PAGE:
The issue of faith and participation in faith communities for people with learning disabilities is not widely explored in the literature. In 2004, the foundation for people with learning disabilities published the report of a two-year action research project to develop and describe creative ideas for meeting people’s religious needs and produced a good practice guide for services on meeting people’s religious needs
The purpose of this study in the United States was to look at what characteristics of faith communities might be related to greater inclusion.
The researchers asked 160 respondents to respond anonymously to a survey about inclusion of people with learning disabilities in their faith community.
They grouped questions together to attempt to identify the degree to which faith communities welcome and include people with disabilities; what contribution members of the congregations of those communities might make to that inclusion, what roles and contributions the individuals with disabilities themselves made to the life of the faith community and whether their were any issues of physical accessibility.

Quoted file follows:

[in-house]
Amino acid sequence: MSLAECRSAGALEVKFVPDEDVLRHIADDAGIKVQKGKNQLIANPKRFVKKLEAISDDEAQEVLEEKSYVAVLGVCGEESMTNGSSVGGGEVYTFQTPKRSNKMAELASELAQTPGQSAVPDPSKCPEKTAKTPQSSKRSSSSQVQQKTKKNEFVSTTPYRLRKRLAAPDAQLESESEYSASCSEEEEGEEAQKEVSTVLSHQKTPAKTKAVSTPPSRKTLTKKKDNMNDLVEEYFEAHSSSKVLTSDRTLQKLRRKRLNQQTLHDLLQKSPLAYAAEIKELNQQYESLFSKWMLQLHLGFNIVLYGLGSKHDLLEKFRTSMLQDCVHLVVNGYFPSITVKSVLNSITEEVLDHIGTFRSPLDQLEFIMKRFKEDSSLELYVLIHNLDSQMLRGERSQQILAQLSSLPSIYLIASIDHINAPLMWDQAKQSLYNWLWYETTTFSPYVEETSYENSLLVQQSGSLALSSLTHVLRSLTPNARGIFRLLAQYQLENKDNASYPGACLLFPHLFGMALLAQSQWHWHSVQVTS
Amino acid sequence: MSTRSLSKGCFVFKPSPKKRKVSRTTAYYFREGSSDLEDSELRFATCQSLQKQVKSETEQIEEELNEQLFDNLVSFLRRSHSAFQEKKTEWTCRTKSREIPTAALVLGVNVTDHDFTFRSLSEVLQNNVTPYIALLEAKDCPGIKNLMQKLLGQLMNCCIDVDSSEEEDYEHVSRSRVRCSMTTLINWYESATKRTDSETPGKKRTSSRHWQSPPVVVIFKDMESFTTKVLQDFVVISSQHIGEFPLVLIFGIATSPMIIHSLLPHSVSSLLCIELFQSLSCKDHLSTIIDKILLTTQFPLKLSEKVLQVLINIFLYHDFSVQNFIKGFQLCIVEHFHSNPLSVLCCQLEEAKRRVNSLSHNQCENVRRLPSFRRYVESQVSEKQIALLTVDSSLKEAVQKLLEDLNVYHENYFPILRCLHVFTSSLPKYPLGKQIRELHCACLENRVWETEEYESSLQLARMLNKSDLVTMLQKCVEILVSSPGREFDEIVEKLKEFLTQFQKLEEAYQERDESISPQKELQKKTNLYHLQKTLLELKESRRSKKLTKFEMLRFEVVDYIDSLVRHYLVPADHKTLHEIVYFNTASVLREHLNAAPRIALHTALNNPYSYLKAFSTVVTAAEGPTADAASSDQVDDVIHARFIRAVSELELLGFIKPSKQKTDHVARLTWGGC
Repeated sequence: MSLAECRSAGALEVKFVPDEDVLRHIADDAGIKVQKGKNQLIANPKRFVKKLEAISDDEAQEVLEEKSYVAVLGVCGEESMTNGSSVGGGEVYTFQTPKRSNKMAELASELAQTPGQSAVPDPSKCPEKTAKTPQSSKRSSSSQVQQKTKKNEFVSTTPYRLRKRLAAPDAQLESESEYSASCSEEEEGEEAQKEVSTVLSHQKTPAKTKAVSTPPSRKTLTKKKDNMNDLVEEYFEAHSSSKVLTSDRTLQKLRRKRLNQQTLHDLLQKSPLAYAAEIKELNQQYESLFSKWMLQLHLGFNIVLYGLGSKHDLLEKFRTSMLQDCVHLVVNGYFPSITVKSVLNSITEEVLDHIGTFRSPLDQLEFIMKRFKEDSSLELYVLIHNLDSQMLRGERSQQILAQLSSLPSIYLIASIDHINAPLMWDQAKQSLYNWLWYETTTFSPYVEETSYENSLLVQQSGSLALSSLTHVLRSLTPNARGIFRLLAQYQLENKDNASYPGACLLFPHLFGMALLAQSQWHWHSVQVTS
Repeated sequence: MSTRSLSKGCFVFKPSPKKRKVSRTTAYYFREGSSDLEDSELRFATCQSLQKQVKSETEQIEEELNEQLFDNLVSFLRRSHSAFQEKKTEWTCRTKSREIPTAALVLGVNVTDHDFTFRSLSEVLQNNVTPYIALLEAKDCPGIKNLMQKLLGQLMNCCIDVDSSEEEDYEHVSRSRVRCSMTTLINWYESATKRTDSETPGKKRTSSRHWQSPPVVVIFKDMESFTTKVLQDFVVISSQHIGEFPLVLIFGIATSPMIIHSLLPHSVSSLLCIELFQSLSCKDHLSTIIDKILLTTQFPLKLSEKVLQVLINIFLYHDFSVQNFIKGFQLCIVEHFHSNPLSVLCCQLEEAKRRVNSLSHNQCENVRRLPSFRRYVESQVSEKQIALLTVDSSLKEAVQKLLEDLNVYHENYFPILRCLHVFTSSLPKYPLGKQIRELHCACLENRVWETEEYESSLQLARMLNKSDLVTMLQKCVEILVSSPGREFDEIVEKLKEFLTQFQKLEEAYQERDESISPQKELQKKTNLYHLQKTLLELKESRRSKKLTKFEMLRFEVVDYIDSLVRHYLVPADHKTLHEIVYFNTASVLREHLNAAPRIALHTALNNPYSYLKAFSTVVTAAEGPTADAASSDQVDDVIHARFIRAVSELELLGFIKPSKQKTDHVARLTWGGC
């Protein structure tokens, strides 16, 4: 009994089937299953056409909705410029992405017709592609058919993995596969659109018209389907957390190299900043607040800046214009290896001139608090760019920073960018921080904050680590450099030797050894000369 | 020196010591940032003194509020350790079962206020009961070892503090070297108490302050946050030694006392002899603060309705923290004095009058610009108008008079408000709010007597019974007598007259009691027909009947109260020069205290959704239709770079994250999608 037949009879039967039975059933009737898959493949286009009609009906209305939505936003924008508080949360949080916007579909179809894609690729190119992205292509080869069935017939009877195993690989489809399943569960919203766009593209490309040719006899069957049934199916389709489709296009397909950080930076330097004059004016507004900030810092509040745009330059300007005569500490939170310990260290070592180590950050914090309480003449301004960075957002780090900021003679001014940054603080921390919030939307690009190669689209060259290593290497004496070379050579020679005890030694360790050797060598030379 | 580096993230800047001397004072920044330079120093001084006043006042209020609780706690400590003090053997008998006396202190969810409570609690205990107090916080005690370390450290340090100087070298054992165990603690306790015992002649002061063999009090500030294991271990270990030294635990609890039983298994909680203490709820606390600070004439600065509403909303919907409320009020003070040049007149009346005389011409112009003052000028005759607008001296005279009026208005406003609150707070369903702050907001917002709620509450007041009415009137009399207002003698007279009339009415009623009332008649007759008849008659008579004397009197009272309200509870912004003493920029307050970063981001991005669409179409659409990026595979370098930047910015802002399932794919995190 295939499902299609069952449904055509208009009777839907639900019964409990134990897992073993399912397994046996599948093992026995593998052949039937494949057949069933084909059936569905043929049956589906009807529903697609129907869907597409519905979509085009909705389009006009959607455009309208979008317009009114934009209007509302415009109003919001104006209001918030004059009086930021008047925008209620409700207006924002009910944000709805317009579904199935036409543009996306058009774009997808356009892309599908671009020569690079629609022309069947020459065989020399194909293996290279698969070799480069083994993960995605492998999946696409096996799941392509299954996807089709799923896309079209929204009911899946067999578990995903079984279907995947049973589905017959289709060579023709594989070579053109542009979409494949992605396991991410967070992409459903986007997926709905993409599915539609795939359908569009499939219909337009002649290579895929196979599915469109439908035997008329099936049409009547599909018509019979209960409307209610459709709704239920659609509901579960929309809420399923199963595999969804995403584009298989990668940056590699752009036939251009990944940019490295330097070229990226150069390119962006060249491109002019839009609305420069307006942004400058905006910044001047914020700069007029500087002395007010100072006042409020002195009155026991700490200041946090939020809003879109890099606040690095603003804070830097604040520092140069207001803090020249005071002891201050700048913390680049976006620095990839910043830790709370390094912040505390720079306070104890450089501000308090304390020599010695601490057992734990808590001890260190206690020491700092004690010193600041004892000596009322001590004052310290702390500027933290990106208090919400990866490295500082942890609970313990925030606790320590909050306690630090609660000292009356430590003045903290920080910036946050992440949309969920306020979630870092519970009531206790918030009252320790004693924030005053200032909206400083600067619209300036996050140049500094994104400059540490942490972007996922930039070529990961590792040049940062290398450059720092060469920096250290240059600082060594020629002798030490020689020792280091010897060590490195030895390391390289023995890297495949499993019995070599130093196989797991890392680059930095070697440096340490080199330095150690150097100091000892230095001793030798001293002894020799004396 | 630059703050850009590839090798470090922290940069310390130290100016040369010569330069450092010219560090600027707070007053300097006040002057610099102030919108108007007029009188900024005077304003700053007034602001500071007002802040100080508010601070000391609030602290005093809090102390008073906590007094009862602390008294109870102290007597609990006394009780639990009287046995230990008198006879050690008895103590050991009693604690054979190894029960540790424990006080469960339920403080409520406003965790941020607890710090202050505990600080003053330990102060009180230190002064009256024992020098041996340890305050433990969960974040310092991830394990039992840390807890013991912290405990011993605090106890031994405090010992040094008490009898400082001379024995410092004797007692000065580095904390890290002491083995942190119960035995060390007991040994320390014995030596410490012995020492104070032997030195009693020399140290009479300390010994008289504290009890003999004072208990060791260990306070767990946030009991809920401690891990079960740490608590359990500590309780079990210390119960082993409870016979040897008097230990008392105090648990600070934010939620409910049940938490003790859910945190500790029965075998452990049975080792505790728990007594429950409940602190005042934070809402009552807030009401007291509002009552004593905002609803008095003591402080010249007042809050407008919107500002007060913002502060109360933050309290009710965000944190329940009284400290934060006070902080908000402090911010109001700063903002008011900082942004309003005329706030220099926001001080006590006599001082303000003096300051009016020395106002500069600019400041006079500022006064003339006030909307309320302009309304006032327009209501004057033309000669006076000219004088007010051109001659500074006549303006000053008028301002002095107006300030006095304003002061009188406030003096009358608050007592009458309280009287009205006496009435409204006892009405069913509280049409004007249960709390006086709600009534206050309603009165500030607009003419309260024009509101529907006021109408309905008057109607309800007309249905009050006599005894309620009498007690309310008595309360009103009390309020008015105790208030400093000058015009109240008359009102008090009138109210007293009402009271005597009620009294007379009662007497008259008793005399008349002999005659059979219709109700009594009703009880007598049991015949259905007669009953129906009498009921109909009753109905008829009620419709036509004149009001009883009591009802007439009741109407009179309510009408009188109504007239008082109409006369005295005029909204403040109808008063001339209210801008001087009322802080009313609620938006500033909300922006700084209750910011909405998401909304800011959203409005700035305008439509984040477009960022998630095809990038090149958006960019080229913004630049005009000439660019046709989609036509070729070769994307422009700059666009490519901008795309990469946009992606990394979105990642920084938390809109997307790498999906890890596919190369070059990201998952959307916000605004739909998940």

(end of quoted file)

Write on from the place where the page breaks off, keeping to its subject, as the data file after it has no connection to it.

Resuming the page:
They found from the responses that those faith communities that were more inclusive had a number of characteristics. The faith leaders themselves were committed to inclusion and used a range of educational resources to address disability-related issues
They found the leaders in those communities portrayed people with disabilities positively in religious teachings, had strong ties to disability organisations; and a strong orientation towards promoting social justice.
The authors suggest these five characteristics could form the basis of a framework for promoting inclusion of people with disabilities in all faith communities.
Characteristics of Inclusive Faith Communities: A Preliminary Survey of Inclusive Practices in the United States, Griffin, M et al., in Journal of Applied Research in Intellectual Disabilities, 25: 383–391.